1. June 16, 2010 at 4:56 pm

    Pretty impressive! Only a few ideas come to mind. Have you done any energy retrofitting on your home? You could shave heating energy there if you haven’t already done that. The only other thing I’ve been mulling myself is an electric-assist bicycle. I don’t think I’m quite ready to go there yet due to the fairly high expense. Also, I’m not in an urban area, nor even a conventional suburb, so the distances we’d need to cover are significant, and the terrain is quite hilly. Maybe someone else will have more ideas for you, but you’ve done well, I think.

  2. EdgeWiseInAnnArbor said,

    June 17, 2010 at 10:41 am

    Geothermal is iffy in michigan? Why? I’m really interested in what you’ve read. I was considering adding a ground source closed loop geothermal heat pump and I live in Ann Arbor with high clay soil. I thought it would be a good way to cut costs and energy use.

    I also have a radon mitigation fan and am vexed at it’s energy use. I’ve been wondering if I could use a windmill to mechanically mitigate the radon somehow. It seems so silly in the winter on windy days to not be using that to blow out the radon.

    • Emily said,

      June 23, 2010 at 11:16 am

      I’m still hazy on this subject myself. I found a couple of articles that suggest geothermal might not be a great choice in very cold climates because of their electric back-up heaters. Geothermal can only change the temperature very slowly. So if there’s a quick drop in temperature, it could take hours to counter that. So geothermal (ground-source heat pump) systems include a radiant electric backup (or sometimes gas) to quickly dump heat into the system, so it feels like something’s happening when you kick up the heat a few degrees.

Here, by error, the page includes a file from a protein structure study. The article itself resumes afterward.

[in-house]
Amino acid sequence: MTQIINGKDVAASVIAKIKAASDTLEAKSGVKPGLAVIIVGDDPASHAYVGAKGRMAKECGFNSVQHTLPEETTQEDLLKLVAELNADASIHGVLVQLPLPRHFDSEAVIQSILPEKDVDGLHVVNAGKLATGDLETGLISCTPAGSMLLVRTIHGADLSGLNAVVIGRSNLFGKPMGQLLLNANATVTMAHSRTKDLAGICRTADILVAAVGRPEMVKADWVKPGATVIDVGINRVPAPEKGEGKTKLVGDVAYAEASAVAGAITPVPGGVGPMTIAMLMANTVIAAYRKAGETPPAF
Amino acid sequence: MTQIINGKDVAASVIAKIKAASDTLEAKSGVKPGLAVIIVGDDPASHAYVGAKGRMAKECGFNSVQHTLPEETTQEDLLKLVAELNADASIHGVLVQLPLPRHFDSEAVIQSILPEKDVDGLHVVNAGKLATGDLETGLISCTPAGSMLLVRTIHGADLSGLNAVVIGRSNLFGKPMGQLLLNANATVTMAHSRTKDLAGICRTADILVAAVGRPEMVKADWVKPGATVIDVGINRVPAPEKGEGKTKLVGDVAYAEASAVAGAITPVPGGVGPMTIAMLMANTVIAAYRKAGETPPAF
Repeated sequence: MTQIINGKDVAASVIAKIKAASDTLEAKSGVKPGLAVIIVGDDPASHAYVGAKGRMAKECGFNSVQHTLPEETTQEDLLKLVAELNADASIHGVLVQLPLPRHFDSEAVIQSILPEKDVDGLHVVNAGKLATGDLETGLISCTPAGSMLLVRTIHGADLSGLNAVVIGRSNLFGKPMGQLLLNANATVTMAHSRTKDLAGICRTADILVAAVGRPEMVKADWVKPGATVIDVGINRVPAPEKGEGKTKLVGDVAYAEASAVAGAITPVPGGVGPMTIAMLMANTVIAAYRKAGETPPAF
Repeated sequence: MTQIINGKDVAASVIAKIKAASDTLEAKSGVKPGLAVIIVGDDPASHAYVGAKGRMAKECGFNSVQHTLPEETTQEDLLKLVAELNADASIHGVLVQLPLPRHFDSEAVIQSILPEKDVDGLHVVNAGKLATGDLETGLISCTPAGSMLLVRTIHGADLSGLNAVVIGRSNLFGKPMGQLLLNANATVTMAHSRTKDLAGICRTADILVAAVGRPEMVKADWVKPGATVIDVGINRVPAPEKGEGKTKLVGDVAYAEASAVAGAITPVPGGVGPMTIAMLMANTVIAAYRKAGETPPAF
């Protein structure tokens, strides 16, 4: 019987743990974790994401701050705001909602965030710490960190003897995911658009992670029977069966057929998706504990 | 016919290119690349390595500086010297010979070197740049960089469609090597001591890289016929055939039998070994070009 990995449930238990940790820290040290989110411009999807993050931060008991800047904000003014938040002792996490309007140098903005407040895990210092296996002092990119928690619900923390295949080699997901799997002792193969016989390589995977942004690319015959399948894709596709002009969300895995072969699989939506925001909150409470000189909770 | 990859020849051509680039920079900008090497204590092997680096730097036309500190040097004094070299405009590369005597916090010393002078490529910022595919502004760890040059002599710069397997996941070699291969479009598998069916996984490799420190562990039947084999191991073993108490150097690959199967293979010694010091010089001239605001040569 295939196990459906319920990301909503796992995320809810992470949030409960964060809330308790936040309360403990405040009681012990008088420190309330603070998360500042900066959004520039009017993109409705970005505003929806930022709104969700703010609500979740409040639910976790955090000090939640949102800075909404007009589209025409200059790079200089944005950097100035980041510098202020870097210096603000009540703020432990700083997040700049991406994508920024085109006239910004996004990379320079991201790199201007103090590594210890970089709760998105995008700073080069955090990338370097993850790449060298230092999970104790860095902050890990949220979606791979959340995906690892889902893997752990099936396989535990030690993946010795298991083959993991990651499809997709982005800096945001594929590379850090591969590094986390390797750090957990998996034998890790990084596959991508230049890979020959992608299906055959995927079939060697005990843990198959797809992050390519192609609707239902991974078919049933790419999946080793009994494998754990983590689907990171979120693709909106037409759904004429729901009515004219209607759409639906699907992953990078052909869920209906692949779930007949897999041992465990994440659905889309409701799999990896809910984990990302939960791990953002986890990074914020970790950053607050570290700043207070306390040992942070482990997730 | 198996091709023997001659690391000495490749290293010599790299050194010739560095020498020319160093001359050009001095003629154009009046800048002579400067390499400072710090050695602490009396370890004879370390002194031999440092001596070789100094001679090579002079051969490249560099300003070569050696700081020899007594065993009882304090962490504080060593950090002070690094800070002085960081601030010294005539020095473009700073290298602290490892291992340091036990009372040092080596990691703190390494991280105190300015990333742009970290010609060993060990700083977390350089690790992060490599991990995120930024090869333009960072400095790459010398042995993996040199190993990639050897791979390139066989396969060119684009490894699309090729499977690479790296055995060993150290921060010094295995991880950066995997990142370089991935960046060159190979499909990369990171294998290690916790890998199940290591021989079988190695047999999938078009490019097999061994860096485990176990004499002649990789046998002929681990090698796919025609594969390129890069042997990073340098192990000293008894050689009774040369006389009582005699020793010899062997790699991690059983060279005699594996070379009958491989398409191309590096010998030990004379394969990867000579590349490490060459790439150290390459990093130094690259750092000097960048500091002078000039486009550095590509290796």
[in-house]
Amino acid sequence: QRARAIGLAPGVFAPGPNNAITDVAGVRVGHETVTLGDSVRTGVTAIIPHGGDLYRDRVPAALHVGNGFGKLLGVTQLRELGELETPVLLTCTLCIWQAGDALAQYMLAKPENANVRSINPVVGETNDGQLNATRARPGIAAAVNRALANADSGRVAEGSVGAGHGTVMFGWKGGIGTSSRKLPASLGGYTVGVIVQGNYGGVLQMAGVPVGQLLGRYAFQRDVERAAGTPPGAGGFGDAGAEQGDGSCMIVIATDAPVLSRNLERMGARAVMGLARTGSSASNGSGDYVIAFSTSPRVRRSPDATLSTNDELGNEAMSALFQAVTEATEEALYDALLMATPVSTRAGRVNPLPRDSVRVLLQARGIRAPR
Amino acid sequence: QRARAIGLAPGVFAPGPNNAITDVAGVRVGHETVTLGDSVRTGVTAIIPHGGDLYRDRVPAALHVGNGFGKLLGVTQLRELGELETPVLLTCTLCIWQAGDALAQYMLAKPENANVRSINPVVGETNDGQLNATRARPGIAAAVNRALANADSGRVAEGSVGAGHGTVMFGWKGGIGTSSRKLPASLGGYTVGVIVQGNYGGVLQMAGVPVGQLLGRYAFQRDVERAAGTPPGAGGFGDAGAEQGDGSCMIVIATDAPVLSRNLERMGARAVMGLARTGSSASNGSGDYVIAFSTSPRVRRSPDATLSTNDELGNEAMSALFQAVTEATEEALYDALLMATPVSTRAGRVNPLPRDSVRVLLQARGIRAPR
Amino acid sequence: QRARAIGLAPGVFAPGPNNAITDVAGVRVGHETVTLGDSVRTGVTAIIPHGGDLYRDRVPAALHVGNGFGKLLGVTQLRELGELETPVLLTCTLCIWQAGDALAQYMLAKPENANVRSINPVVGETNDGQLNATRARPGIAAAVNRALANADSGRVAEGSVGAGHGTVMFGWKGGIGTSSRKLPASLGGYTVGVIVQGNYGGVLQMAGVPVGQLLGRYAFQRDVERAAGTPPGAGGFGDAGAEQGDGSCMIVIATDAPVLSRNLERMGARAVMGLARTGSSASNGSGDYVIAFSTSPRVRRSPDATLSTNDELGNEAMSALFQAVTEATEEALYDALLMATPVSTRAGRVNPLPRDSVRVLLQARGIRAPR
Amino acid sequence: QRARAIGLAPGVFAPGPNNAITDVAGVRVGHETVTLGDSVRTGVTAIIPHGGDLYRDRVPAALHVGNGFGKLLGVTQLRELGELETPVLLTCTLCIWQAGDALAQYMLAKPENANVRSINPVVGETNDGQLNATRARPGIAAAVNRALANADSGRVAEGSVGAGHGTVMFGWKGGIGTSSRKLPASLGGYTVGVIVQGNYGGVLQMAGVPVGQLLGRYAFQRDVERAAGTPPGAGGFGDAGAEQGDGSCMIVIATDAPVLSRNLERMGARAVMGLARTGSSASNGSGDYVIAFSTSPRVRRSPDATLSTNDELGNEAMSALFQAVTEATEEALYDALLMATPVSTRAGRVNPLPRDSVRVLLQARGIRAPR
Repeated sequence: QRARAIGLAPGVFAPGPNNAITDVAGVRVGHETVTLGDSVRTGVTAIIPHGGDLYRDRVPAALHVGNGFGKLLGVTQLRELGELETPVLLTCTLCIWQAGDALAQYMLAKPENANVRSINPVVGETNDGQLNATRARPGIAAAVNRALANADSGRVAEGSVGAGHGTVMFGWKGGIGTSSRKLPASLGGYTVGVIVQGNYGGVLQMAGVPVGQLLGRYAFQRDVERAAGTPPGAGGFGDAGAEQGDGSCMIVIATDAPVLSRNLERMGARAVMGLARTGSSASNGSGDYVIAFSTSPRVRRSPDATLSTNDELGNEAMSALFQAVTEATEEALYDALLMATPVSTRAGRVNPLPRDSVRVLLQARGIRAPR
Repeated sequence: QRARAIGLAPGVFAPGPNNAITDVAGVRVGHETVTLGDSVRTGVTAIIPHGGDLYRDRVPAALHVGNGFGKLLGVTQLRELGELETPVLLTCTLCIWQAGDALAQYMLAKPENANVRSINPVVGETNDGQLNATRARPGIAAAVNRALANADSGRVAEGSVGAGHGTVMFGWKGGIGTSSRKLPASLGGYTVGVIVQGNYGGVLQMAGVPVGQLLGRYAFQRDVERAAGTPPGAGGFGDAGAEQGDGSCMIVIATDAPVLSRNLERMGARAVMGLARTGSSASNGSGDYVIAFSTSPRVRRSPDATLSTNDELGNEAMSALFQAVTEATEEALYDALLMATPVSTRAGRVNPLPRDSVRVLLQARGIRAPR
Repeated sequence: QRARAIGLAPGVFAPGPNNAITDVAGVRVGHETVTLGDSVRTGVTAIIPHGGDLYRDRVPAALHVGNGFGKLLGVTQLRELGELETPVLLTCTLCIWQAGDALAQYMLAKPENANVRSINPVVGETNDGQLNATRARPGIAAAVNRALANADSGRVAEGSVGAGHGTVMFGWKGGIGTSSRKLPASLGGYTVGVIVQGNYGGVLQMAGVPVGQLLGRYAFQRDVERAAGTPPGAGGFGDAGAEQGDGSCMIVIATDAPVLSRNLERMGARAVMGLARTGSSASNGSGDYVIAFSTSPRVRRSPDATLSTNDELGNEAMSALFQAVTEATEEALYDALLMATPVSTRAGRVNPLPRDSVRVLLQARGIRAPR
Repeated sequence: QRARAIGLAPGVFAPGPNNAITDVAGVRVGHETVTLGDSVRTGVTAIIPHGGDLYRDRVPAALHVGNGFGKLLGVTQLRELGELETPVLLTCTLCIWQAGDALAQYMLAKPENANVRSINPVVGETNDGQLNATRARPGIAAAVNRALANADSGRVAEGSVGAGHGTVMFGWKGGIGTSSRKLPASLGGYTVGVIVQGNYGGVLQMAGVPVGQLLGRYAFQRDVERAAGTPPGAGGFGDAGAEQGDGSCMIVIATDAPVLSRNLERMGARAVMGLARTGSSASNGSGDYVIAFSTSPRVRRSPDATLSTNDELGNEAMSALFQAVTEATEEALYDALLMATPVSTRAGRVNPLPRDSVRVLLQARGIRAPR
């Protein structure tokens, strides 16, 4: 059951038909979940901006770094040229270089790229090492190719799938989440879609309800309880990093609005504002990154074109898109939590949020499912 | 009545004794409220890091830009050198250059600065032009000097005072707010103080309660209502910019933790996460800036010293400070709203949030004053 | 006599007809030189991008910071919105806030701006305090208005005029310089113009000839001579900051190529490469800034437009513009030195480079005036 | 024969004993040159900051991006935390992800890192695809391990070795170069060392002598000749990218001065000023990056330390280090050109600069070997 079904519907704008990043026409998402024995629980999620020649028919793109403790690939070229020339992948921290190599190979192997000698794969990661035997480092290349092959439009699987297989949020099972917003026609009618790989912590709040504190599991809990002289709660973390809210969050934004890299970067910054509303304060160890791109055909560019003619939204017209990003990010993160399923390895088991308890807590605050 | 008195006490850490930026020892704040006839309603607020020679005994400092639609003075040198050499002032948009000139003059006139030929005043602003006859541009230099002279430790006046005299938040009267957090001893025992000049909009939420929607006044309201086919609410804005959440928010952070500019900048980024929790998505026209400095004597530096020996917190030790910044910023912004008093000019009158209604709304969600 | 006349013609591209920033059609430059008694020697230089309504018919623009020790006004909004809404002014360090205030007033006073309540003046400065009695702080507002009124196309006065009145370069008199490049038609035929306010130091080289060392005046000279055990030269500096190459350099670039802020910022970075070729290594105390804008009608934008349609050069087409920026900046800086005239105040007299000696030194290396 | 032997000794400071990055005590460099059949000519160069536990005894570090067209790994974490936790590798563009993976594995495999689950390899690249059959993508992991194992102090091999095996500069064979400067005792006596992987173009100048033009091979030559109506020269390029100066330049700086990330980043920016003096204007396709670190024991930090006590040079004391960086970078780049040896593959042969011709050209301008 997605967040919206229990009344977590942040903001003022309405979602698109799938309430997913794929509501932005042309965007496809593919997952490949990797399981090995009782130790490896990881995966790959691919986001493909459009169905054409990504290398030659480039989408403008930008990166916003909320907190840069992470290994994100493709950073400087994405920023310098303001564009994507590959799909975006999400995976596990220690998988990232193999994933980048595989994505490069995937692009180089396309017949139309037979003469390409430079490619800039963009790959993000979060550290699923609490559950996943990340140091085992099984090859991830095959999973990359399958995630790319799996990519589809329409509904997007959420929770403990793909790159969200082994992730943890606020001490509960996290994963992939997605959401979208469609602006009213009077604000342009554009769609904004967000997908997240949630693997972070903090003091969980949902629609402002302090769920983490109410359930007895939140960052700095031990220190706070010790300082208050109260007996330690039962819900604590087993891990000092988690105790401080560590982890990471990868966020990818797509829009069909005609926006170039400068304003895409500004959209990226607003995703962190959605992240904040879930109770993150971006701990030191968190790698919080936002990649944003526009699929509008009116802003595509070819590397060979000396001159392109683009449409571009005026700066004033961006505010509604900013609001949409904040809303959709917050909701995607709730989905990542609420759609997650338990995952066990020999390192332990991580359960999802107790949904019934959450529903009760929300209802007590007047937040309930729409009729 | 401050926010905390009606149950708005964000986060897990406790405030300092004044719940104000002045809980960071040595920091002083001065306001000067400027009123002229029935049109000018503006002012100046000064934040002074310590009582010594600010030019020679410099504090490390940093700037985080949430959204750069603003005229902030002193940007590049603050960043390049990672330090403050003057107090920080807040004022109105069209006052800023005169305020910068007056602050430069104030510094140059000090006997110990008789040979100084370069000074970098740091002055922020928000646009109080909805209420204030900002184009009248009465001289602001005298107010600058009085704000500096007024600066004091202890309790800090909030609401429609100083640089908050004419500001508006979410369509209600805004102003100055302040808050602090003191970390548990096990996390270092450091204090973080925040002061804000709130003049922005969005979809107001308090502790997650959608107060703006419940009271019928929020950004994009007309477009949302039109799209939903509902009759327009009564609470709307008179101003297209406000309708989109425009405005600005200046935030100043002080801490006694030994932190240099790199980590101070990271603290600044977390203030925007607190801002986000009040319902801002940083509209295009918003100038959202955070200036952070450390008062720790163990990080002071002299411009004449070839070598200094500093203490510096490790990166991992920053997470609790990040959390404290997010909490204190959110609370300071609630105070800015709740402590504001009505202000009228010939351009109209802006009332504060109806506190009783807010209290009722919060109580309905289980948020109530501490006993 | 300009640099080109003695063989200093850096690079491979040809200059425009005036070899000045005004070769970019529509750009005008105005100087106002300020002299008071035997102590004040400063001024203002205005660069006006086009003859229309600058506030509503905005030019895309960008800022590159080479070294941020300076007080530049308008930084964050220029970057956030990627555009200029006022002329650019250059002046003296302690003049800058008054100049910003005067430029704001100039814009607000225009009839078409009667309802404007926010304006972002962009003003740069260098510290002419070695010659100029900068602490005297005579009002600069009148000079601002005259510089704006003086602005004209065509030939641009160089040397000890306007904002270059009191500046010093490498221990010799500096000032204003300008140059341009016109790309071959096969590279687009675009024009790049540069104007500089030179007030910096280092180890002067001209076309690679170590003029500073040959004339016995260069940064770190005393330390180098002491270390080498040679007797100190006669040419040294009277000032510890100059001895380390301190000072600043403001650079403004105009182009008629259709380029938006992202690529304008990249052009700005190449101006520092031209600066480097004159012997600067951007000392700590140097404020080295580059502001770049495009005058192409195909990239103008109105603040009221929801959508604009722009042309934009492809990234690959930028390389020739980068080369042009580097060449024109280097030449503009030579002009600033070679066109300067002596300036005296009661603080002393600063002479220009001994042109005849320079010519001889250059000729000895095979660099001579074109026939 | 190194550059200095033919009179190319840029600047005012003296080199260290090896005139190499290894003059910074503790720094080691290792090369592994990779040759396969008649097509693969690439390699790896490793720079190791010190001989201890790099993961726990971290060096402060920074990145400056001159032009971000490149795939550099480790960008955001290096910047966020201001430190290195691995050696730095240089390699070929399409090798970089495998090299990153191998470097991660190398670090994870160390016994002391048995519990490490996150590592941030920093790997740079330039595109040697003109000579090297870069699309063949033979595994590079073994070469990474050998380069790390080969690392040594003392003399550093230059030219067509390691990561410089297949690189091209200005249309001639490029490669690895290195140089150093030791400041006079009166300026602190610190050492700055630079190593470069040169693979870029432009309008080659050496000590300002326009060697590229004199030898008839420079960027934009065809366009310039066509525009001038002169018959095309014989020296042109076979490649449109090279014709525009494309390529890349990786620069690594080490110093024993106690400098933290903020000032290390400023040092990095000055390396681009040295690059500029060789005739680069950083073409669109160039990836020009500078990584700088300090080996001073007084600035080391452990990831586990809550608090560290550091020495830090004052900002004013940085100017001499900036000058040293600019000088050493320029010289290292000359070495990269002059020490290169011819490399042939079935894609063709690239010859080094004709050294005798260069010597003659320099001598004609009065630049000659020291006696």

Of course, electric heat is far and away the least efficient heating method, so you end up with this odd “best and worst world” scenario. If you really can just use the heat pump, you’re golden – but I’ve read lots of anecdotal evidence from people who have use staggering amounts of electricity in supplemental heat.

      One report suggests geothermal is the least polluting way to go – but the data is averaged over 6 cities. Some of those cities need more A/C than heat, and some need more heat than A/C. I asked, but he couldn’t give me the data just for Boston (the city most comparable to our climate).

      Here’s another thumbs-up: from Oklahoma City; but their temps were 30-40 most of the winter.

      For some cons, see comments on Note that the disappointed customers are all from areas with climates like ours, and comment that when it hits 30, you really need supplemental heat. Even the folks who like it…well, see the one commenter who uses 5000-6000kwh/mo in January! OK, sure, that house is a ridiculous 4000+sf, but our electric usage is more like 400kwh/mo.

      So to me, it seems like a huge investment for something that’s not a sure thing for energy savings.

  3. Melissa said,

    June 23, 2010 at 9:23 am

    Solar Water heat doesn’t pay back. Estimated payback for us was 30 years with expected life of panels being 10-15 years. Our annual potential savings was $100.

    We have solar panels and like you are under the 300 KwH per Month. Our 3 KW array of 12 panels cost 6K after rebates and tax credit. Estimated payback of 6-8 years. Panels are warrantied for 20 years. We used a Zero interest credit card to float the 20K install prior to receiving the rebate check and tax credit.